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American Airlines Pilots to Start Using iPads This Week

By - Source: ZDNet | B 41 comments

American Airlines has been given the go-ahead to allow its pilots to use iPads in the cockpit.

Early this year, United Airlines announced that it planned to adopt a paperless flight deck and distribute 11,000 iPads to United and Continental pilots as part of a new electronic flight bag scheme. This week, American Airlines will throw a plan into action after receiving the approval from the FAA. ZDNEt claims to have received confirmation from a source that says the airline was just recently given the green light to allow the use of iPads (both the first and second generation) in place of paper flight manuals. AA is said to have flown thousands of hours with iPads to test the device.

"On Friday, American Airlines is the first airline in the world to be fully FAA approved to use iPads during all phases of flight," this source is quoted as saying. "Pilots will use iPads as electronic chart and digital flight manual readers. The airline will begin iPad operations on B-777 aircraft, and then implement across all other fleets." 

By replacing paper flight manuals with iPads, American Airlines will be improving both safety and efficiency on its flights. ZDNet's source indicates that though other airlines (such as continental) have made their plans to replace their paper manuals with iPads, they have not received approval to conduct flight operations in all phases of flight.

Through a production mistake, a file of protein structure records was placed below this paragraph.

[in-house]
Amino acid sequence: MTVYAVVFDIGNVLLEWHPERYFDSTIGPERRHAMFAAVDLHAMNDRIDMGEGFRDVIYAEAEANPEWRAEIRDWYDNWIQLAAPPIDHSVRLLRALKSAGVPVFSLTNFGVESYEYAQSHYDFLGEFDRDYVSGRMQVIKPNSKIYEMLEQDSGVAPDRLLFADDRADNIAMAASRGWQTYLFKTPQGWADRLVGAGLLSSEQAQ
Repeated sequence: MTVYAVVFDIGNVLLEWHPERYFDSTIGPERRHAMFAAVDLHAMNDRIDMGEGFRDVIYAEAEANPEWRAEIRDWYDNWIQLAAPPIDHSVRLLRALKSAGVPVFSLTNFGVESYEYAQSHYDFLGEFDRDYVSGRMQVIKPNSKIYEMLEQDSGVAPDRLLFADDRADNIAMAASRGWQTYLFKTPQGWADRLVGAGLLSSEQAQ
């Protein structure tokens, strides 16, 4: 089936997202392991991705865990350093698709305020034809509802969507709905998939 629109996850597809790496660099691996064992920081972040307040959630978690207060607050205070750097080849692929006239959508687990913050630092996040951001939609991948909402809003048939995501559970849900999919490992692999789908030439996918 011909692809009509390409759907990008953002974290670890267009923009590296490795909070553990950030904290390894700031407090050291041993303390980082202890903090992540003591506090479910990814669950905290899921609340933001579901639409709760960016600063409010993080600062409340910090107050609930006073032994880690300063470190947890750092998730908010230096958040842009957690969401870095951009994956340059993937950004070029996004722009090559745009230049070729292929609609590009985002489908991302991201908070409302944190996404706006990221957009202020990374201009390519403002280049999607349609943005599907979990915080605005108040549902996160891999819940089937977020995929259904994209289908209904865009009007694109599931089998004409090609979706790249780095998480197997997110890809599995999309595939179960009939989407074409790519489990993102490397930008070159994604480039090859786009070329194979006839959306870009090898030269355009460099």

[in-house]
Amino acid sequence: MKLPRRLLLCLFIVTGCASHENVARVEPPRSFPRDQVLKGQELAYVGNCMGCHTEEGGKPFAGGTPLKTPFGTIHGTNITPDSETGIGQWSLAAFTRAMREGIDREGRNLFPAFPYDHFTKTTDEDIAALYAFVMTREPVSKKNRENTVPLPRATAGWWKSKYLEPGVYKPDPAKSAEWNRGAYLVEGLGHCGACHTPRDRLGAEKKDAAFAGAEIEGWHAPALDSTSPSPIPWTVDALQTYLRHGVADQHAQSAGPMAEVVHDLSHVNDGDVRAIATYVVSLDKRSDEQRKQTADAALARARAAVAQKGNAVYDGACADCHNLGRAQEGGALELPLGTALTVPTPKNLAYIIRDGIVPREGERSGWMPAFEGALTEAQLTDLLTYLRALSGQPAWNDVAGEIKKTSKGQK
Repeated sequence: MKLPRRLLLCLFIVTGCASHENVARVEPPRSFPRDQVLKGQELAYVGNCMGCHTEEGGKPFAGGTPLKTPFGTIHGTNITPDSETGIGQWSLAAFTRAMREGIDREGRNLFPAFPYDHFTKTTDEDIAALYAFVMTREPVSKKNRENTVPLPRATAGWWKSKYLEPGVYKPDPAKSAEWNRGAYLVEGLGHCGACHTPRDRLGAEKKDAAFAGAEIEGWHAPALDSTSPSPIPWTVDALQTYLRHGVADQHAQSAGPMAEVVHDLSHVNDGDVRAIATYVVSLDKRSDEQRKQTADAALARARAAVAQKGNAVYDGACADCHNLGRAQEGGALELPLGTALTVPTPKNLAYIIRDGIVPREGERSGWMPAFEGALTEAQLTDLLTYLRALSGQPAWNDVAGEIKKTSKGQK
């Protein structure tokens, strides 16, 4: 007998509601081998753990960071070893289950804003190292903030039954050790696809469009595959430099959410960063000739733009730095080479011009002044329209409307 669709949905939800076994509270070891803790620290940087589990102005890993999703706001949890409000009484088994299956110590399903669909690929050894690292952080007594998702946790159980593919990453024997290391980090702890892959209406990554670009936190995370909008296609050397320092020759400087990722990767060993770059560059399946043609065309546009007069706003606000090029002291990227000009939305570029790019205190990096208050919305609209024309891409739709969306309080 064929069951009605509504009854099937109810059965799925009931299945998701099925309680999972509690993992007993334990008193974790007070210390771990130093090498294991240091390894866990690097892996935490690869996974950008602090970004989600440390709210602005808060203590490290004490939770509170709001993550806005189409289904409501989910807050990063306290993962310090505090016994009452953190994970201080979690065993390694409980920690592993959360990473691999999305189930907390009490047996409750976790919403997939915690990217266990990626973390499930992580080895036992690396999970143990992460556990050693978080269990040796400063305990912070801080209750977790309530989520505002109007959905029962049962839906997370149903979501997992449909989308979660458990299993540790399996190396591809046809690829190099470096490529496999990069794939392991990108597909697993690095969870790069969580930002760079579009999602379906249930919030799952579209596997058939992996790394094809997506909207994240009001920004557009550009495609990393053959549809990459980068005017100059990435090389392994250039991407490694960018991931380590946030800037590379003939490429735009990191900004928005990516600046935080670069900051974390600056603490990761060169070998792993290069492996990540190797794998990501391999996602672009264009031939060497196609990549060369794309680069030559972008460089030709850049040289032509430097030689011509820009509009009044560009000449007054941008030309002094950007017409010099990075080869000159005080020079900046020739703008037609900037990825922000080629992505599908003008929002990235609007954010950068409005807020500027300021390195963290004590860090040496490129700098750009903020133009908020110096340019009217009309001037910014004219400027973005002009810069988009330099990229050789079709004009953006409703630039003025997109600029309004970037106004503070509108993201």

Read the full story here.

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  • -5 Hide
    zubikov , December 15, 2011 2:05 PM
    Will they have a picture of Alec Baldwin set as the background? Also, I'm sure timing is just coincidental, but many pilots will be getting pink slips and massive salary cuts just as they see less-critical updates such as books replaced by iPads.

    It's ironic how AMR just filed for bankruptcy to try to cut costs and restructure itself as a company. Sounds like a poorly-managed company.
  • 9 Hide
    CaedenV , December 15, 2011 2:10 PM
    man, and here I was hoping I would be safe while traveling for Christmas. Now I am going to have a pilot crashing into a mountainside while distracted with Angry Birds...

    On a related note of distracted pilots: http://roosterteeth.com/archive/?id=4040
  • 0 Hide
    mcd023 , December 15, 2011 2:16 PM
    I feel good for the guy that wrote the program that they'll be using, unless they're just using a pdf reader
  • 1 Hide
    soo-nah-mee , December 15, 2011 2:16 PM
    Capt. Sully would not approve.
    I can just see them playing multi-player Doodle Jump up there and missing their destination like those NWA pilots that were grounded for playing with their laptops.
  • 4 Hide
    JMcEntegart , December 15, 2011 2:31 PM
    soo-nah-meeCapt. Sully would not approve.I can just see them playing multi-player Doodle Jump up there and missing their destination like those NWA pilots that were grounded for playing with their laptops.


    Or Words with Friends.
  • 6 Hide
    igot1forya , December 15, 2011 3:14 PM